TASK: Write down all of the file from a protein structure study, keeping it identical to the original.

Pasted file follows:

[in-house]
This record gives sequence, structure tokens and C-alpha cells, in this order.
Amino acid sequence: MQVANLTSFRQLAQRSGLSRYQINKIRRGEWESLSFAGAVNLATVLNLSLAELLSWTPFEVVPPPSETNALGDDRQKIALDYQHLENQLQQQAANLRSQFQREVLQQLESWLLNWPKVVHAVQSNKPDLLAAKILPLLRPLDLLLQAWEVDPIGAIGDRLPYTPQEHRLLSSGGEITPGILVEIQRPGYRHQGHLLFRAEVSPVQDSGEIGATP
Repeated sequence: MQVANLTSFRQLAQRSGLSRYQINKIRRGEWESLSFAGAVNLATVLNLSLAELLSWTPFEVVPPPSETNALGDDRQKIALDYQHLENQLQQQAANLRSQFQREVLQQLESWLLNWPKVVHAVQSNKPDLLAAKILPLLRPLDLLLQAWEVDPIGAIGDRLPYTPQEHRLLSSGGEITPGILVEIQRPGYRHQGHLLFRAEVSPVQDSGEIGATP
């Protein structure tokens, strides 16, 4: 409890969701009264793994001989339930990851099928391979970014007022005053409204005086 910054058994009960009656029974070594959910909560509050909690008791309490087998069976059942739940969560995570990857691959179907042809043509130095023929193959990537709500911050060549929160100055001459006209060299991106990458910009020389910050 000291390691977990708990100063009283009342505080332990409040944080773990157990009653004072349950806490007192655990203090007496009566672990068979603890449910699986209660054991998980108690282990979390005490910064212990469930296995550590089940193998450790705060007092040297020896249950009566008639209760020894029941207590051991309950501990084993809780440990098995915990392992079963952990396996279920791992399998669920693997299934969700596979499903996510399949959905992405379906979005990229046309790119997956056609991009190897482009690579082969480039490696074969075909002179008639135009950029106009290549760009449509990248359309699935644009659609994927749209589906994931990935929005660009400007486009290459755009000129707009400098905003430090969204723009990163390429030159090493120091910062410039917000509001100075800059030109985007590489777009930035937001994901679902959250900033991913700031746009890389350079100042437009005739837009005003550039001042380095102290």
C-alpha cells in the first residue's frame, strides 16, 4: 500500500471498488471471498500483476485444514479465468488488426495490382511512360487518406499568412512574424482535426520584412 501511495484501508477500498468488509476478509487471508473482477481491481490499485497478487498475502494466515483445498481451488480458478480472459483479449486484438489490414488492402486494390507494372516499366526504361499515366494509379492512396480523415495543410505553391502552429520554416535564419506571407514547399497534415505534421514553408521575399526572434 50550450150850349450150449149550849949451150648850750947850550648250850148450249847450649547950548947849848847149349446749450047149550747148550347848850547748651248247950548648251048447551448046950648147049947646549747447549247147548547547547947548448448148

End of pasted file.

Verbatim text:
[in-house]
This record gives sequence, structure tokens and C-alpha cells, in this order.
Amino acid sequence: MQVANLTSFRQLAQRSGLSRYQINKIRRGEWESLSFAGAVNLATVLNLSLAELLSWTPFEVVPPPSETNALGDDRQKIALDYQHLENQLQQQAANLRSQFQREVLQQLESWLLNWPKVVHAVQSNKPDLLAAKILPLLRPLDLLLQAWEVDPIGAIGDRLPYTPQEHRLLSSGGEITPGILVEIQRPGYRHQGHLLFRAEVSPVQDSGEIGATP
Repeated sequence: MQVANLTSFRQLAQRSGLSRYQINKIRRGEWESLSFAGAVNLATVLNLSLAELLSWTPFEVVPPPSETNALGDDRQKIALDYQHLENQLQQQAANLRSQFQREVLQQLESWLLNWPKVVHAVQSNKPDLLAAKILPLLRPLDLLLQAWEVDPIGAIGDRLPYTPQEHRLLSSGGEITPGILVEIQRPGYRHQGHLLFRAEVSPVQDSGEIGATP
């Protein structure tokens, strides 16, 4: 409890969701009264793994001989339930990851099928391979970014007022005053409204005086 910054058994009960009656029974070594959910909560509050909690008791309490087998069976059942739940969560995570990857691959179907042809043509130095023929193959990537709500911050060549929160100055001459006209060299991106990458910009020389910050 000291390691977990708990100063009283009342505080332990409040944080773990157990009653004072349950806490007192655990203090007496009566672990068979603890449910699986209660054991998980108690282990979390005490910064212990469930296995550590089940193998450790705060007092040297020896249950009566008639209760020894029941207590051991309950501990084993809780440990098995915990392992079963952990396996279920791992399998669920693997299934969700596979499903996510399949959905992405379906979005990229046309790119997956056609991009190897482009690579082969480039490696074969075909002179008639135009950029106009290549760009449509990248359309699935644009659609994927749209589906994931990935929005660009400007486009290459755009000129707009400098905003430090969204723009990163390429030159090493120091910062410039917000509001100075800059030109985007590489777009930035937001994901679902959250900033991913700031746009890389350079100042437009005739837009005003550039001042380095102290």
C-alpha cells in the first residue's frame, strides 16, 4: 500500500471498488471471498500483476485444514479465468488488426495490382511512360487518406499568412512574424482535426520584412 501511495484501508477500498468488509476478509487471508473482477481491481490499485497478487498475502494466515483445498481451488480458478480472459483479449486484438489490414488492402486494390507494372516499366526504361499515366494509379492512396480523415495543410505553391502552429520554416535564419506571407514547399497534415505534421514553408521575399526572434 50550450150850349450150449149550849949451150648850750947850550648250850148450249847450649547950548947849848847149349446749450047149550747148550347848850547748651248247950548648251048447551448046950648147049947646549747447549247147548547547547947548448448148